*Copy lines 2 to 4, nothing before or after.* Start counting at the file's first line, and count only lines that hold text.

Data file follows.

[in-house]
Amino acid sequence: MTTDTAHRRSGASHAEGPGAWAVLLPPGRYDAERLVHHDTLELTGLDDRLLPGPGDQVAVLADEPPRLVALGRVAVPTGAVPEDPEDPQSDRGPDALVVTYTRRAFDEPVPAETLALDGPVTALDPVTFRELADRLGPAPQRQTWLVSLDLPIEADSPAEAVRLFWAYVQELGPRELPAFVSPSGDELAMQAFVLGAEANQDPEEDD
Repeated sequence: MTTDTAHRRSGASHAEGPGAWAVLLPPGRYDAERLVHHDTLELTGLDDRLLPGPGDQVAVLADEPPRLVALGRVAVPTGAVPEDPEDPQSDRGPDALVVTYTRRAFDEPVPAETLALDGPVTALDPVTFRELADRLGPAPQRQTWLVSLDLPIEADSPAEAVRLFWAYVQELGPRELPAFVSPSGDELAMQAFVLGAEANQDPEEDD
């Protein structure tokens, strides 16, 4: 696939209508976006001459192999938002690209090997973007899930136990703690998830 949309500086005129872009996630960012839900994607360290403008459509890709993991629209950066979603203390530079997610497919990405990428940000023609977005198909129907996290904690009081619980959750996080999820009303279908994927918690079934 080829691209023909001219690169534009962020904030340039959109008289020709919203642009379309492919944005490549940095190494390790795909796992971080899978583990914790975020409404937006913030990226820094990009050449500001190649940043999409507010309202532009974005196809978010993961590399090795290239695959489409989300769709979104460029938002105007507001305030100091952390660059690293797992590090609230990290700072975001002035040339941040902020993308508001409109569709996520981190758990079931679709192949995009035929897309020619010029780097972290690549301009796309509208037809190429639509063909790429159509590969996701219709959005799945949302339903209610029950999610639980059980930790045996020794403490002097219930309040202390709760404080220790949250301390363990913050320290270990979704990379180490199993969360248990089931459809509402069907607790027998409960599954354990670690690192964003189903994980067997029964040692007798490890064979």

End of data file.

Amino acid sequence: MTTDTAHRRSGASHAEGPGAWAVLLPPGRYDAERLVHHDTLELTGLDDRLLPGPGDQVAVLADEPPRLVALGRVAVPTGAVPEDPEDPQSDRGPDALVVTYTRRAFDEPVPAETLALDGPVTALDPVTFRELADRLGPAPQRQTWLVSLDLPIEADSPAEAVRLFWAYVQELGPRELPAFVSPSGDELAMQAFVLGAEANQDPEEDD
Repeated sequence: MTTDTAHRRSGASHAEGPGAWAVLLPPGRYDAERLVHHDTLELTGLDDRLLPGPGDQVAVLADEPPRLVALGRVAVPTGAVPEDPEDPQSDRGPDALVVTYTRRAFDEPVPAETLALDGPVTALDPVTFRELADRLGPAPQRQTWLVSLDLPIEADSPAEAVRLFWAYVQELGPRELPAFVSPSGDELAMQAFVLGAEANQDPEEDD
């Protein structure tokens, strides 16, 4: 696939209508976006001459192999938002690209090997973007899930136990703690998830 949309500086005129872009996630960012839900994607360290403008459509890709993991629209950066979603203390530079997610497919990405990428940000023609977005198909129907996290904690009081619980959750996080999820009303279908994927918690079934 080829691209023909001219690169534009962020904030340039959109008289020709919203642009379309492919944005490549940095190494390790795909796992971080899978583990914790975020409404937006913030990226820094990009050449500001190649940043999409507010309202532009974005196809978010993961590399090795290239695959489409989300769709979104460029938002105007507001305030100091952390660059690293797992590090609230990290700072975001002035040339941040902020993308508001409109569709996520981190758990079931679709192949995009035929897309020619010029780097972290690549301009796309509208037809190429639509063909790429159509590969996701219709959005799945949302339903209610029950999610639980059980930790045996020794403490002097219930309040202390709760404080220790949250301390363990913050320290270990979704990379180490199993969360248990089931459809509402069907607790027998409960599954354990670690690192964003189903994980067997029964040692007798490890064979």